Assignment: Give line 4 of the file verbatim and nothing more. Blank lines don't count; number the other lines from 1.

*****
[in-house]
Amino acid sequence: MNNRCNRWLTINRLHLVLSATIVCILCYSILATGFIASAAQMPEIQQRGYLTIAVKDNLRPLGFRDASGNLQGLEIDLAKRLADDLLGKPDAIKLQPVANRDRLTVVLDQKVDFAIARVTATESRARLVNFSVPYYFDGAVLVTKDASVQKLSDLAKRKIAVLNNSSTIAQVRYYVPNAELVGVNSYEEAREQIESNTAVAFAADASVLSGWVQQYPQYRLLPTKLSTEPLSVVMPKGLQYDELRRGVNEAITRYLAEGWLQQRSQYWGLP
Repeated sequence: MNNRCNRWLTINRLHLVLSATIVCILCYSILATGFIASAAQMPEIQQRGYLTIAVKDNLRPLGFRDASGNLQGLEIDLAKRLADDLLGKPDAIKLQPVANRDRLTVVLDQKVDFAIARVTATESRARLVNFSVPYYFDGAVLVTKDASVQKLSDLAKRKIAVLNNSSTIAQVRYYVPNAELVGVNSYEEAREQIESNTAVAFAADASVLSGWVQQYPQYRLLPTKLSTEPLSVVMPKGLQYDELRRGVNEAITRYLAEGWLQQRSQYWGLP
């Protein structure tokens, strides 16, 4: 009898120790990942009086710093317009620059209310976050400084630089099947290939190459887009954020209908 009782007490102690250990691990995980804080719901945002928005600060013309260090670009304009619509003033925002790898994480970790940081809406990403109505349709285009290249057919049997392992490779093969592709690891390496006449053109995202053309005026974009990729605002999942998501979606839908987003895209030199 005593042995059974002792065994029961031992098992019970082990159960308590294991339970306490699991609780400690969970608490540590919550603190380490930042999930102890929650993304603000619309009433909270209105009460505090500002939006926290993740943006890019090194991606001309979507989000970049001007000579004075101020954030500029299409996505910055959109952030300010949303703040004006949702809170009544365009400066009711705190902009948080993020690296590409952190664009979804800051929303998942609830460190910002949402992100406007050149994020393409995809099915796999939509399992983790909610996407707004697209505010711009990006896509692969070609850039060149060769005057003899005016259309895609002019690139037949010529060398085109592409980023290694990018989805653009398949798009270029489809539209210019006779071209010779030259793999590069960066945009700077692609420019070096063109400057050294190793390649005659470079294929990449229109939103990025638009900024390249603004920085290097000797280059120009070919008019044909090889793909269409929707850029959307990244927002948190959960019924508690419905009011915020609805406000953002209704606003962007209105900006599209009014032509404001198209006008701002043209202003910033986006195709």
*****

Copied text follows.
């Protein structure tokens, strides 16, 4: 009898120790990942009086710093317009620059209310976050400084630089099947290939190459887009954020209908 009782007490102690250990691990995980804080719901945002928005600060013309260090670009304009619509003033925002790898994480970790940081809406990403109505349709285009290249057919049997392992490779093969592709690891390496006449053109995202053309005026974009990729605002999942998501979606839908987003895209030199 005593042995059974002792065994029961031992098992019970082990159960308590294991339970306490699991609780400690969970608490540590919550603190380490930042999930102890929650993304603000619309009433909270209105009460505090500002939006926290993740943006890019090194991606001309979507989000970049001007000579004075101020954030500029299409996505910055959109952030300010949303703040004006949702809170009544365009400066009711705190902009948080993020690296590409952190664009979804800051929303998942609830460190910002949402992100406007050149994020393409995809099915796999939509399992983790909610996407707004697209505010711009990006896509692969070609850039060149060769005057003899005016259309895609002019690139037949010529060398085109592409980023290694990018989805653009398949798009270029489809539209210019006779071209010779030259793999590069960066945009700077692609420019070096063109400057050294190793390649005659470079294929990449229109939103990025638009900024390249603004920085290097000797280059120009070919008019044909090889793909269409929707850029959307990244927002948190959960019924508690419905009011915020609805406000953002209704606003962007209105900006599209009014032509404001198209006008701002043209202003910033986006195709």